countries (MICs) rather than maintaining traditional donor-recipient relationships [4]. As a result of these changes,
some donors have significantly reduced their allocations and revised their priority areas for development aid.
An important part of the debates focused on this process has looked at elements of donors withdrawal and the
need for exit strategies to be agreed on between donor and recipient country [5]. There seems to be a common
understanding that when decisions are made to stop supporting programs, funding should be phased out in a
planned and predictable way.
The Board of the Global Fund to Fight AIDS, Tuberculosis and Malaria (Global Fund) adopted the Eligibility and
Counterpart Financing Policy, designed to optimize funding based on economic and health indicators in 2013.
Eligibility was determined by income level and disease burden in a specific country context [6]. The rationale behind
this approach was that relatively well performing economies, in particular with moderate burdens of disease, can
and should assume responsibilities for funding programs addressing these diseases. With the introduction of the
New Funding Model (NFM), the Global Funds allocations for 2014-2017 for countries in Eastern Europe and Central
Asia (EECA), many of which are middle-income countries, have been reduced by 15% in comparison with 2010-2013
disbursements [7]. The Global Fund has been gradually scaling down or fully withdrawing its support from many
countries in EECA.
People who inject drugs (PWID) represent a major risk group for HIV transmission in the region. UNAIDS estimates
that 57% of all new HIV infections in Eastern Europe are attributed to the sharing of injection equipment [8]. As stated
in the Global Fund Investment Guidance for Eastern Europe and Central Asia, the Global Funds vision for the EECA
region is to stabilize the prevalence and reduce the incidence of HIV, and to contain the spread of drug-resistant TB.
The aim is to ensure that EECA will no longer be the region with the highest rate of HIV growth and the highest levels
of multidrug-resistant TB in the world [9]. Access to key target groups (affected or high risk of infection) such as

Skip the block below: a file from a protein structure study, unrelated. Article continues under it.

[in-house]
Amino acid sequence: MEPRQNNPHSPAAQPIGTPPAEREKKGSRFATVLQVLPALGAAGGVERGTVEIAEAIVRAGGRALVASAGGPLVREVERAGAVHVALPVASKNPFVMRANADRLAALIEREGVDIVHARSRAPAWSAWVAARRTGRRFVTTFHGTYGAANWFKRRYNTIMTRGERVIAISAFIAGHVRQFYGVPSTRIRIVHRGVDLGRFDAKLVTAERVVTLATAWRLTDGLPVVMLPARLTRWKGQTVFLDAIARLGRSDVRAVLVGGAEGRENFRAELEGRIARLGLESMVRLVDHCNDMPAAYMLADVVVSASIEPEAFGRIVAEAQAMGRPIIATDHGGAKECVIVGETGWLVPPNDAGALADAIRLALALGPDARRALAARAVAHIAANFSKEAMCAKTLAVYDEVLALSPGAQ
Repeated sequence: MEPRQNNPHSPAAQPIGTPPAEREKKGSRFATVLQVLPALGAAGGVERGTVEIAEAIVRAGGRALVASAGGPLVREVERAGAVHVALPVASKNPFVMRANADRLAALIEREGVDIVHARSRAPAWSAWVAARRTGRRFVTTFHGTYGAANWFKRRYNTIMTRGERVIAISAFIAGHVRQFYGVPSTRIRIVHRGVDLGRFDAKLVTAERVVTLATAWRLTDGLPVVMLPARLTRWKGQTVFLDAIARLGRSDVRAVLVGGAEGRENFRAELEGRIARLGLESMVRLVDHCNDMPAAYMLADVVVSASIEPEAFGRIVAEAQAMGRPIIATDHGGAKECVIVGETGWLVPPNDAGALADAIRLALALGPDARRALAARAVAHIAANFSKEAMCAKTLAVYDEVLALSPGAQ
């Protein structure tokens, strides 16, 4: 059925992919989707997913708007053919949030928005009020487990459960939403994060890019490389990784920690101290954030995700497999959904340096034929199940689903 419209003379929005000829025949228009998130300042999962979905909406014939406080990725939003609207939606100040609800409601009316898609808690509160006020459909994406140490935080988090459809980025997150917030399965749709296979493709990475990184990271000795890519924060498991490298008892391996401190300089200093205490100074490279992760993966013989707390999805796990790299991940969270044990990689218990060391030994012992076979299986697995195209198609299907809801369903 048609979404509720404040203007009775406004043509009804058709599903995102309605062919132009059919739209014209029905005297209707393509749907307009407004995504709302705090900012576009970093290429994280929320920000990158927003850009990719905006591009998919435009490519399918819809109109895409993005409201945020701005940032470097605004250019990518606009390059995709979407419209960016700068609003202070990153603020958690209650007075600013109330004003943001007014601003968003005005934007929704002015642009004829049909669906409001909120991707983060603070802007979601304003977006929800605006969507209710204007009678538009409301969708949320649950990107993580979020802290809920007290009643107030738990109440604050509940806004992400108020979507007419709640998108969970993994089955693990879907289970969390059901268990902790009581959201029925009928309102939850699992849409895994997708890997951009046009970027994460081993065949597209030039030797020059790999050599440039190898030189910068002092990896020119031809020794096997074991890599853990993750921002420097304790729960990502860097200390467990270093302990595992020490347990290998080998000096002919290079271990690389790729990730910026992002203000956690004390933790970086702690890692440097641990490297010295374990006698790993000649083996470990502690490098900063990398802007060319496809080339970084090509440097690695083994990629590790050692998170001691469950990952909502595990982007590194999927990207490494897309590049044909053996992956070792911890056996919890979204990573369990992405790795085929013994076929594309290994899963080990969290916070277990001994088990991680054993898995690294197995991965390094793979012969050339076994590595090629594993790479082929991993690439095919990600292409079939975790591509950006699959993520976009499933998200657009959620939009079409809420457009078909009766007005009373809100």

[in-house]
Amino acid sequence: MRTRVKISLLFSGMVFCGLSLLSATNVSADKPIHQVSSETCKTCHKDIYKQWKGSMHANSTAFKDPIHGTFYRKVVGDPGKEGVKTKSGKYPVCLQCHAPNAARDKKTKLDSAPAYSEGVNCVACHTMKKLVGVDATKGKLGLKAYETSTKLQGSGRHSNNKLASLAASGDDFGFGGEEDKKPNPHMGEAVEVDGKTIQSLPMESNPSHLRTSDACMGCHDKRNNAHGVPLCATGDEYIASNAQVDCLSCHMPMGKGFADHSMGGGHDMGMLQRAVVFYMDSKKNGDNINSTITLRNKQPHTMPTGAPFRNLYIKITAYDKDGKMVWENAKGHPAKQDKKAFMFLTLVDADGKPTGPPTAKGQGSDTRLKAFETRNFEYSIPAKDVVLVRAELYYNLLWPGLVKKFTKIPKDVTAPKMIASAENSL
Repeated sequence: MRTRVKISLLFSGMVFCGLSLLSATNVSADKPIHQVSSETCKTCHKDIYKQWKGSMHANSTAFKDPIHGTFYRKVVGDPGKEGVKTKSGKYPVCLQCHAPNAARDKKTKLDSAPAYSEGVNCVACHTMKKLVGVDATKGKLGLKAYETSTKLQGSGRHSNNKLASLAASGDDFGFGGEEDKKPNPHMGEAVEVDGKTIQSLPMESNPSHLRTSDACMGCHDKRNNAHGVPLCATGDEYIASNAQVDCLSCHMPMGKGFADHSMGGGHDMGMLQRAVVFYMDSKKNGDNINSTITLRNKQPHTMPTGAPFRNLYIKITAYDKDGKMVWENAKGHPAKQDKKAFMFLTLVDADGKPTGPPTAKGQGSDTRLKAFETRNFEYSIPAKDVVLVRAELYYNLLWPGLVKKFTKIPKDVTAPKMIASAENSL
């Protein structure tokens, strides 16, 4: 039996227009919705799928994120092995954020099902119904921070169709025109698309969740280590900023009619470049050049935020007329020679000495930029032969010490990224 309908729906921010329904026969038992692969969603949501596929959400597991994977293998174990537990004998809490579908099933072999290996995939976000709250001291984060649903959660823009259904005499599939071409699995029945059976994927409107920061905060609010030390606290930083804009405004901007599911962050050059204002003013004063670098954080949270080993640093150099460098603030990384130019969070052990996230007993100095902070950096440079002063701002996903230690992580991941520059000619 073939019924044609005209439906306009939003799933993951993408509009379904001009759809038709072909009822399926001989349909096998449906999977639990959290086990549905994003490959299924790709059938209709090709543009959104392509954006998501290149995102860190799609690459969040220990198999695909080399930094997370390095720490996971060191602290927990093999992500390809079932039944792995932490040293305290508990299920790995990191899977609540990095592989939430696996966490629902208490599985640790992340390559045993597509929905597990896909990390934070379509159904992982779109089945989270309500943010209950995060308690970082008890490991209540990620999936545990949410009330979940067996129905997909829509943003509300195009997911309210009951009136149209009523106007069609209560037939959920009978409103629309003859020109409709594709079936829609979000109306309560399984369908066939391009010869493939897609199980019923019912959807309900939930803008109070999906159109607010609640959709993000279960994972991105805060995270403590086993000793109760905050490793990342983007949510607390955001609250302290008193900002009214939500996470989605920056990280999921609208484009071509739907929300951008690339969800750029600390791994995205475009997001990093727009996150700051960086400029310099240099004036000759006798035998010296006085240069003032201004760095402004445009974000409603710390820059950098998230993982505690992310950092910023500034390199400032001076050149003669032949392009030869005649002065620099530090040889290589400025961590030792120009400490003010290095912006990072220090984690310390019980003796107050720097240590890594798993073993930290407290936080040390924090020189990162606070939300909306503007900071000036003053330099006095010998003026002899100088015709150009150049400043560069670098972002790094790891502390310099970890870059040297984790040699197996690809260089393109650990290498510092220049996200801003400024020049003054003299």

PWID, sex workers (SW), and men who have sex with men (MSM), and adequate coverage of prevention, treatment
and care programs are critical to achieving these aims.
This report aims to: 1) Assess the readiness of countries in the region for transition from Global Fund funding for
HIV responses to national funding; and/or 2) Experience of countries related to the process of transition planning
and implementation. Eleven countries1 with relatively diverse economic and health landscapes were selected for
this analysis.

Experience of other donors


Along with the Global Fund, many other donors have been exploring approaches of transitioning their programs to
national funding. Summarized below are some common features, successes and challenges of transition experiences
reported in relation to three major donors: PEPFAR transition from HIV/AIDS programs in South Africa; transition
1 Albania, Azerbaijan, Belarus, Bulgaria, Estonia, Georgia, Kazakhstan, Moldova, Romania, Serbia, Tajikistan.

www.harm-reduction.org

Page 7 of 31

Estonia

Belarus

Romania

Moldova

Kazakhstan

Serbia
Bulgaria

Georgia
of a Bill and Melinda
Gates Foundations HIV/AIDS program (AVAHAN)
in India; and multi-country experience with
Albania
Azerbaijan
post-donor sustainability of GAVI programs.

Factors contributing to success:


High level of political support and buy-in have played a critical role.
Detailed early transition planning, with clear criteria and guidelines for developing transition plans that include
realistic components on financial sustainability and comprehensive assessment of potential challenges to
address them over the course of transition [10].
Extended, multi-stage and gradual transition timeline and allocation of funds for transition (8 years in the case
of AVAHAN and almost 1/3 of program budget for transition)[11].
Co-ownership and continued alignment with government at each stage of transition, as well as the engagement
of multiple stakeholders to ensure accountability.
Provision of technical and managerial support to build domestic capacity, active engagement of staff in the
transition process, in some cases with dedicated units supporting the transition process.

Challenges:
Significant funding gaps remained for many countries despite the development and adaptation of financial
sustainability strategies [12].
Where sustainability plans were developed, strategies to ensure the reliability and predictability of funding were
the weakest elements of the plans; mobilizing donor resources was more frequently indicated than increasing
government resources [12].
Termination of direct donor support resulted in the interruption of delivery of care to patients transferred out
of NGO clinics, private medical practices, or public sector facilities [13].
In many countries trained staff were not retained and public health systems were unable to accommodate
them. This was true in particular of NGO staff. The main reasons for this attrition were the lack of mechanisms
for contracting NGOs, lack of funding and a mismatch with government salaries.
Attrition of staff resulted in the discontinuation of some services.
The exclusive focus on transitioning to the government, with no other partners considered, had a negative
impact on community mobilization, and affected components of the programs that government institutions